Starting and running a business is tough — and you don’t see results right away. Be patient and don’t give up, because you’re not seeing the sales you imagined when your business was still just an idea in your head.
Don’t assume that because you’re thinking about your company 24/7, everyone else knows about it, too. Invest in advertising and SEO to bring people to the site.
What is one book and one tool that helps you bring ideas to life?
“The Now Habit,” by Neil Fiore. It helped me better structure my work time and taught me how to tackle even the most intimidating tasks with confidence and enthusiasm.
What is one idea that you’re willing to give away to our readers?
This idea is already in place in some places, but there’s incredible demand for bilingual (especially Chinese-English) preschools and kindergartens.
I always tell people that a dedicated, hard-working adult can learn Chinese better than a child, but growing up in a bilingual environment is obviously an advantage.
Learning Chinese is a great idea. Even now, far too few Americans speak Chinese — and speak it well. Given all the business opportunities in China right now, Chinese-speakers have a huge leg up over people not at all familiar with the language or culture.
What’s the best way to learn Chinese, and why is Discover Mandarin best positioned to teach me?
I get this question a lot, and I always answer it the same way — one-on-one classes with a native speaker who’s also a professional language instructor.
Too many people try to learn Chinese from outdated, boring textbooks, and not surprisingly, they lose interest and give up. One-on-one classes mean that all the focus is on you and improving your Chinese. You’re not negatively influenced by the mistakes of your classmates, and your mistakes are corrected immediately. You start speaking from minute one of class one — unlike a traditional classroom setting or language software program where you never get the chance to speak.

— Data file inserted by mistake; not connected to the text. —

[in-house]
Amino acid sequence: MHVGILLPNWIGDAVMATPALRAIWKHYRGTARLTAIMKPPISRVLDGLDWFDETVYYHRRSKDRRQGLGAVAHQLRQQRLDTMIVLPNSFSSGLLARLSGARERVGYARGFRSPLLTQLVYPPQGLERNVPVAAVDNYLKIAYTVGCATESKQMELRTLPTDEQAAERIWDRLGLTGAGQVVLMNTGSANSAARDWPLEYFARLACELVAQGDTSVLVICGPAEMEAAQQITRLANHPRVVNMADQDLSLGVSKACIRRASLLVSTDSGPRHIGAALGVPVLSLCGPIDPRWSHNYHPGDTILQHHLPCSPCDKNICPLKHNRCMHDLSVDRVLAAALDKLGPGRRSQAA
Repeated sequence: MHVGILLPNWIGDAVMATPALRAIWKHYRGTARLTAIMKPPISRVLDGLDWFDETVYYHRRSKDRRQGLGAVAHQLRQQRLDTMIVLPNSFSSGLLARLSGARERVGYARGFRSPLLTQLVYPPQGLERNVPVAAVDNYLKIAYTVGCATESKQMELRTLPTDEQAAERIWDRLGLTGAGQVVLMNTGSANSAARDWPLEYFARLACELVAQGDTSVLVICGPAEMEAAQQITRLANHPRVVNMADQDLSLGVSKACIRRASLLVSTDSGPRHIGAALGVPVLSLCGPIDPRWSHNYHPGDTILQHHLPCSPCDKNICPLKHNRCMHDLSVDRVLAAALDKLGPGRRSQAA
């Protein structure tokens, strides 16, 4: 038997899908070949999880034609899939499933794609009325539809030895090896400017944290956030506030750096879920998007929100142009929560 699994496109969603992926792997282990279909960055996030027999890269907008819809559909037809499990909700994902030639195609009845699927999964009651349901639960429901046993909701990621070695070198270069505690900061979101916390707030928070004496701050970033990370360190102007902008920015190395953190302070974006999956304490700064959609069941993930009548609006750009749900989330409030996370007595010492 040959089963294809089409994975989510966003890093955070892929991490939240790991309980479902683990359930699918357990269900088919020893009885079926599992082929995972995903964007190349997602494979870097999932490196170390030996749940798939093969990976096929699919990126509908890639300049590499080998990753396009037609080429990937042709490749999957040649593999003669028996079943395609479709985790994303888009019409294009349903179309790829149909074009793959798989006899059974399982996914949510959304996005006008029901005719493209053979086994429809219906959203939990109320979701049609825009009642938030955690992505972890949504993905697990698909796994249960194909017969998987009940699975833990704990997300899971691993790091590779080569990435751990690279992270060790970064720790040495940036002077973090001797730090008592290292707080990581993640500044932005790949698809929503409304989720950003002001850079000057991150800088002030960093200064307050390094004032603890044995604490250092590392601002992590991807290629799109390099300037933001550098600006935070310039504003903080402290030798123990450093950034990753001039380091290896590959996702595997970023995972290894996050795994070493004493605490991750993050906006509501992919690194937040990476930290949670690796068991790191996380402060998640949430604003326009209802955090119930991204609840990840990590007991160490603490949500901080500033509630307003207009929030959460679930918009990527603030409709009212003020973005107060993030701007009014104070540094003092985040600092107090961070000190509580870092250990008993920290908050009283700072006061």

I struggled for years to learn Mandarin — and failed repeatedly. It wasn’t until I moved to China and dedicated myself to one-on-one lessons with enthusiastic teachers that I began to see progress. We used cartoons and blog articles instead of a text, and my teachers would record all the new sentences I learned that day so I could listen and read those sentences out loud at home to work on pronunciation.
I know how hard Chinese can be for Americans if they don’t have the right methodology — and how amazingly rewarding and exciting it can be when they do. Discover Mandarin is about sharing great teachers and methods with students who are excited about Chinese.
What do you enjoy besides studying and sharing Mandarin?
A lot of things! I majored in English literature, with a focus on Irish literature and drama. I love to read — everything from William Yeats to Agatha Christie. I love running and Renaissance art, classic rock and traveling. I want to do a full family tree and then travel to Ireland with my husband and explore my ancestry in further depth.
I love meeting new people and talking with other entrepreneurs, so feel free to get in touch.